Financial competing interests
Financial competing interests include (but are not limited to):
Non-financial competing interests
Non-financial competing interests include (but are not limited to) political, personal, ideological, academic, and intellectual competing interests.
Authors from pharmaceutical companies, or other commercial organizations that sponsor clinical trials, should declare these as competing interests on submission. They should also adhere to the Good Publication Practice guidelines for pharmaceutical companies(GPP2), which are designed to ensure that publications are produced in a responsible and ethical manner.
Any change in authorship (i.e. order, addition, and deletion of authors) after initial submission must be approved by all authors. Authors should determine and come to an agreement about the order of authorship among themselves. In addition, any alterations must be clarified to the editor. In line with COPE guidelines, our publisher requires written confirmation from all authors that they agree with any proposed changes in authorship of submission(s) or published item(s).
The ICMJE recommends the authorship to be based on the following 4 criteria:
Substantial contributions to the conception or design of the work, or the acquisition, analysis or interpretation of data.
Drafting the work or revising it critically for important intellectual content.
Final approval of the version published.
Agreement to be accountable for all aspects of the work in ensuring that questions related to the accuracy or integrity of any part of the work are appropriately investigated and resolved.
In addition to being accountable for the parts of the work he or she has done, an author should be able to identify which co-authors are responsible for specific other parts of the work. In addition, authors should have confidence in the integrity of the contributions of their coauthors. All those designated as authors should meet all four criteria for authorship, and all who meet the four criteria should be identified as authors. Those who do not meet all four criteria should be listed in an Acknowledgements section. Participation solely in the acquisition of funding, the gathering of data, technical help, writing assistance, and general supervision of the research group does not warrant authorship. Financial and material support should also be acknowledged. Please guarantee that anyone stated in the Acknowledgements section has granted its clearance for permission to be listed.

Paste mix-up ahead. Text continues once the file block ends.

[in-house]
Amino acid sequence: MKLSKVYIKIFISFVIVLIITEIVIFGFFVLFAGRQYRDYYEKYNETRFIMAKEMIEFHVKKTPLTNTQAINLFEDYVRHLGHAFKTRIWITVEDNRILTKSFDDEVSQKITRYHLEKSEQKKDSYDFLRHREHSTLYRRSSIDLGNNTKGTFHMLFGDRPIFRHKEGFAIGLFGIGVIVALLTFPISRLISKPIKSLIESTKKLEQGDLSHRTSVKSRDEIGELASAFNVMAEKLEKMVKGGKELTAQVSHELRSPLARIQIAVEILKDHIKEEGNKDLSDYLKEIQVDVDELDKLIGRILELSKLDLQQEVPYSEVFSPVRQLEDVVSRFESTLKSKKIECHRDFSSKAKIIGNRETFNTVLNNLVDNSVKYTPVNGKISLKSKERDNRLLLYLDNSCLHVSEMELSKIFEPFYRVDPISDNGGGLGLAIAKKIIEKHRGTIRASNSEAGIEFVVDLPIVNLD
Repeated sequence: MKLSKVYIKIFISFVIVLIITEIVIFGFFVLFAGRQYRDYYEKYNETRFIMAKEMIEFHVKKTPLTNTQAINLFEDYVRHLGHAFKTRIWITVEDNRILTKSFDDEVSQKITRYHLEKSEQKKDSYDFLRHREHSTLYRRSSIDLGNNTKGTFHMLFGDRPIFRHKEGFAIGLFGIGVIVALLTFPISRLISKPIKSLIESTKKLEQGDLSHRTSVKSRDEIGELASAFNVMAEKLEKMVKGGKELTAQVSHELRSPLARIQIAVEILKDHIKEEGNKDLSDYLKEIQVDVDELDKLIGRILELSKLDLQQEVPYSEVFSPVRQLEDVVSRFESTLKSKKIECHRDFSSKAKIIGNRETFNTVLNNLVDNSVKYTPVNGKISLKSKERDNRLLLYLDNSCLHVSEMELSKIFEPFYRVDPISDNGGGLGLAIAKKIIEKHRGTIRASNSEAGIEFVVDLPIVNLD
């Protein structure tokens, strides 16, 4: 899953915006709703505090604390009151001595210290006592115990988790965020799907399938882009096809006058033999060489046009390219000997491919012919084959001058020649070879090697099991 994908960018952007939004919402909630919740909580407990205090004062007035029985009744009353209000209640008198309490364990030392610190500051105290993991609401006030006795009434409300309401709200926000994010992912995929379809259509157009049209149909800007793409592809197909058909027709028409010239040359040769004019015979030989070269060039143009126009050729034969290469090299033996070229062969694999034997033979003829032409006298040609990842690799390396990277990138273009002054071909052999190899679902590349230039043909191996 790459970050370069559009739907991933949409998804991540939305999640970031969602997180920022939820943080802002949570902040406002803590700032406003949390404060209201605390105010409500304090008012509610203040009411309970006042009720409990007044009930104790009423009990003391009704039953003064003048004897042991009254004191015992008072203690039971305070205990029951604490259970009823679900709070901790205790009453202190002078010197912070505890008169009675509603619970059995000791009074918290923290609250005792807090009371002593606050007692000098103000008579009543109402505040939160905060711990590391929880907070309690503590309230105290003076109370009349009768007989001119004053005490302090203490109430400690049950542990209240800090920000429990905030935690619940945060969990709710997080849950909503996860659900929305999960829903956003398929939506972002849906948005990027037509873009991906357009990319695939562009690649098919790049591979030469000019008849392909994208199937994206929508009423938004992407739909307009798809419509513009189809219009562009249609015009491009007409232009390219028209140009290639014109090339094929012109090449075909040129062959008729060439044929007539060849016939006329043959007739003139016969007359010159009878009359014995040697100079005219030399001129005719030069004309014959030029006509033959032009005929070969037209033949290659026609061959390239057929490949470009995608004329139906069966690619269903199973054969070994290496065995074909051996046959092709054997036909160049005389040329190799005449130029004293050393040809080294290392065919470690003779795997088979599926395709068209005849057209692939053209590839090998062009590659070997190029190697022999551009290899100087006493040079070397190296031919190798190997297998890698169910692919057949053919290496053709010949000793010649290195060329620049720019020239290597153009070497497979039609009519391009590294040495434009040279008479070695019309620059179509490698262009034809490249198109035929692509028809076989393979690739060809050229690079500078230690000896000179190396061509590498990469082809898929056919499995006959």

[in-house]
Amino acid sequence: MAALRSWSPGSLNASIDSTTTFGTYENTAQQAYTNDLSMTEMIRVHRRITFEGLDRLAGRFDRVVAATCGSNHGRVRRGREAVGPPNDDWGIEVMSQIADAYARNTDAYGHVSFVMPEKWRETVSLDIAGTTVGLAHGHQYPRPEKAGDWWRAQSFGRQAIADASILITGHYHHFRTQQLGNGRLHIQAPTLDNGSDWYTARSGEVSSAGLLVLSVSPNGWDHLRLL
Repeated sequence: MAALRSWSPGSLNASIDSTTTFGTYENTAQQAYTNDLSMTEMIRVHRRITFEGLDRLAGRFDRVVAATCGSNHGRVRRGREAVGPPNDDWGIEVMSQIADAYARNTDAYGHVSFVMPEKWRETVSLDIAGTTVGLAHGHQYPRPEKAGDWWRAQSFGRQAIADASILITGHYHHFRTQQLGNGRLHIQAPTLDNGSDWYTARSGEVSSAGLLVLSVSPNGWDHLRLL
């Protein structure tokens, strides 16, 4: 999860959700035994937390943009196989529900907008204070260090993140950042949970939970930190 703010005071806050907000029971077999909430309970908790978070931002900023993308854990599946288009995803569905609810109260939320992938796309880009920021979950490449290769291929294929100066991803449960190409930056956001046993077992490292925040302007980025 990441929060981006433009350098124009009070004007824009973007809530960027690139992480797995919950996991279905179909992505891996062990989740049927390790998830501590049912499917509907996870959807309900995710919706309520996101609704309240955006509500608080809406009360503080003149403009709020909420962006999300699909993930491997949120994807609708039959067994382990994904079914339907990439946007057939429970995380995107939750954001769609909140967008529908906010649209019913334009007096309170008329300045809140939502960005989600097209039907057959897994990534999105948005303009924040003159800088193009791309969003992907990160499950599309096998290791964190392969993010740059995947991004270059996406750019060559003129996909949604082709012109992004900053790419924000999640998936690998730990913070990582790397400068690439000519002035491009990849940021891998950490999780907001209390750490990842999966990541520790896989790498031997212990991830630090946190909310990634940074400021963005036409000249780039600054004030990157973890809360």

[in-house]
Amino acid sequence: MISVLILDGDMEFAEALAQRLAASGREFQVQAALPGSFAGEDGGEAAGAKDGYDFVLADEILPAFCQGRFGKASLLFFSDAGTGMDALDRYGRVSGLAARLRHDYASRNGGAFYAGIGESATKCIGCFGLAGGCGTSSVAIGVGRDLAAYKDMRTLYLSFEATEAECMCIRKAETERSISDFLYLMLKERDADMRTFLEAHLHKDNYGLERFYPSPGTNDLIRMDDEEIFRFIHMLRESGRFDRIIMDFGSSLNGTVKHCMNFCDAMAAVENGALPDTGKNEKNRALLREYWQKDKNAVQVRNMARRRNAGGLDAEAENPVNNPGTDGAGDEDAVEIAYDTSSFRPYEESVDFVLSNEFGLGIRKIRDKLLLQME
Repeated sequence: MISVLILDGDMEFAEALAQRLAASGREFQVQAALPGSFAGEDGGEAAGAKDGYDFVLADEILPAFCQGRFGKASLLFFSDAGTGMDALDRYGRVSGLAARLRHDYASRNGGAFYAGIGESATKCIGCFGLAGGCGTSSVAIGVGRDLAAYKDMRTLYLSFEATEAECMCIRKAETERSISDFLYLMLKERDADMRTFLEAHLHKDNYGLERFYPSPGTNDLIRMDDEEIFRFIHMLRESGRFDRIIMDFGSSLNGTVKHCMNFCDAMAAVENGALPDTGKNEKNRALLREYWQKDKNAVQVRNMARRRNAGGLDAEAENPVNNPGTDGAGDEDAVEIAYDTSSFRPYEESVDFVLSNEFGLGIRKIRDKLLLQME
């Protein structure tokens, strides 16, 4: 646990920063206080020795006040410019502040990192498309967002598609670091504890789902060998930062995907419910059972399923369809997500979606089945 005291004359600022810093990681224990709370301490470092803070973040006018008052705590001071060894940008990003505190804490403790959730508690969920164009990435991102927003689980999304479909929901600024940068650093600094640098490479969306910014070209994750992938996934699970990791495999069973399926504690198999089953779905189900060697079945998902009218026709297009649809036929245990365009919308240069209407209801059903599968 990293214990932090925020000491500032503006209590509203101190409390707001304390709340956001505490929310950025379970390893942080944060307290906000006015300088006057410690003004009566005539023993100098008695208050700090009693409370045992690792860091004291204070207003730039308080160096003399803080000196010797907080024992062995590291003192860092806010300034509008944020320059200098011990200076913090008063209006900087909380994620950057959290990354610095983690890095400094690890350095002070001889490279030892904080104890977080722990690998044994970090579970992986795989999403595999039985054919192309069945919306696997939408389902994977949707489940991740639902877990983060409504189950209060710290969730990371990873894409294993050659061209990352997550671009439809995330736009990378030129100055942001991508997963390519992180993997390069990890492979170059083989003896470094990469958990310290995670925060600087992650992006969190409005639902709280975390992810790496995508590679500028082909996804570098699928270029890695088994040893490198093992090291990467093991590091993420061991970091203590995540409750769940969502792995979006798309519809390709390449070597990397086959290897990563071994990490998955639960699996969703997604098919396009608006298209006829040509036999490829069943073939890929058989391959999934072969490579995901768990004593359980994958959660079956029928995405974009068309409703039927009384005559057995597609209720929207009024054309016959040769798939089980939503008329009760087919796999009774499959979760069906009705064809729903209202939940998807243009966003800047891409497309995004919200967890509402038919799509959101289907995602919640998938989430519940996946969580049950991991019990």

Any change in authorship (ie, order, addition, and deletion of authors) after initial submission must be approved by all authors. Authors should determine the order of authorship among themselves. In addition, any alterations must be clarified to the Editor/Editor-in-chief. In line with COPE guidelines, our journal requires written confirmation from all authors that they agree with any proposed changes in authorship of submission(s) or published item(s). This confirmation must be via direct email from each author. It is the corresponding author’s responsibility to ensure that all authors confirm they agree with the proposed changes. If there is disagreement amongst the authors concerning authorship and a satisfactory agreement cannot be reached, the authors must contact their institution(s) for a resolution. It is not the journal editor’s responsibility to resolve authorship disputes. A change in authorship of a published article can only be amended via publication of an Erratum.